I was hoping for something a bit more interesting from Blue Moon Spiced Amber Ale. This is a few grades darker: a beautiful chestnut red and lighter in texture than the Pale Ale. Complex it isn't, but it's certainly interesting. The one flavour that jumps out is the cinnamon, toasted grain and brown sugar of Christmas cookies, not in any way sickly or artificial, but smooth and pleasantly warming. This is one of two Blue Moon winter seasonals and is perfectly, seasonally winterish.

Unfortunately the same cannot be said of Blue Moon Winter Abbey Ale. This poured quite a pale, clear red and completely headless, despite lots of interfering fizz. Unsurprisingly it's sweet and caramelly but this isn't given any fruity depth by any Belgian yeast flavours, which makes it a non-runner as an abbey beer. Overall it's just too thin and one-dimensional to be worth anyone's time, especially since it'll likely be sharing shelf space and price brackets with several world-class Belgian dubbels.

Generally speaking, Molson Coors's attempt to twist their passable orangey wheat beer into different styles is not something that's in the drinker's interest, even when he's getting the bottles for nothing.

Wednesday, February 6, 2013

EBacc - Gove forced to retreat !

Breaking news from: http://www.independent.co.uk/news/education/education-news/michael-gove-forced-into-humiliating-uturn-over-exam-reform-8484074.html

"Michael Gove, the Education Secretary, will announce a major climbdown over his controversial plans to scrap GCSEs in favour of a new English Baccalaureate. In a surprise statement in the Commons, Mr Gove will reveal that he is abandoning plans to introduce the new qualification in 2015".

"GCSEs will remain, although they will be reformed in an attempt to restore confidence in them as an internationally respected qualification"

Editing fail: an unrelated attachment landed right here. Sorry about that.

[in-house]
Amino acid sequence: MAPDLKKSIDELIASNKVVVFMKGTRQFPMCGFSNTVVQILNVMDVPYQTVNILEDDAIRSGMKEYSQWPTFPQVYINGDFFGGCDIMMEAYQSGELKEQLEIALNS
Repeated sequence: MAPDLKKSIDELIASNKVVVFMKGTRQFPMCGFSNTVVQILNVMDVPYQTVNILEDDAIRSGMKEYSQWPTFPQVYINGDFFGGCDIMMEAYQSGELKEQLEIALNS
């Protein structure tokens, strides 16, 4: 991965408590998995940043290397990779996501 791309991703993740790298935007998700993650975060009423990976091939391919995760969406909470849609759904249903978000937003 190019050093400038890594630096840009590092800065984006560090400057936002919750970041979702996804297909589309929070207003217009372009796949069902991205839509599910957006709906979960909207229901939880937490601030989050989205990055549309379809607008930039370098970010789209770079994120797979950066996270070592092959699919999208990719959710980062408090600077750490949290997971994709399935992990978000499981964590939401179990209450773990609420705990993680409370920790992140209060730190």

"The U-turn represents a political defeat for a minister seen by some Tory MPs as a potential successor to David Cameron".

This is an important setback for Gove and his plans to wreck education - now we must press ahead with strike action to force him back on performance-pay too !

Tuesday, February 5, 2013

Lewisham teachers call for strike action this term

By a unanimous vote, NUT members at last night's Lewisham NUT's General Meeting voted to call on the NUT National Executive to urgently call strike action, starting on March 20th.

The new poster from the National Union stating that "Michael Gove must understand that unless his onslaught ... stops, then strike action was inevitable" was seen as a step forward. However, that strike action needed to be called without further delay!

The text of the motion that was agreed was drafted during the discussion so that points could be added by the members present to make sure it fully reflected the views of the meeting.

This is what was unanimously agreed to be sent to the NUT National Executive:

1. This meeting is very angry that the NUT National Executive has failed to call strike action to oppose the most serious attack on our pay, terms and conditions of service that has occurred in the lifetime of current NUT members.

2. This meeting is very angry that the NUT National Executive has failed to show strong and decisive leadership in organising a strong campaign with the will to win to oppose the attack on our pay, terms and conditions of service.

3. This meeting calls on the NUT National Executive to organise strike action, commencing on 20th March 2013.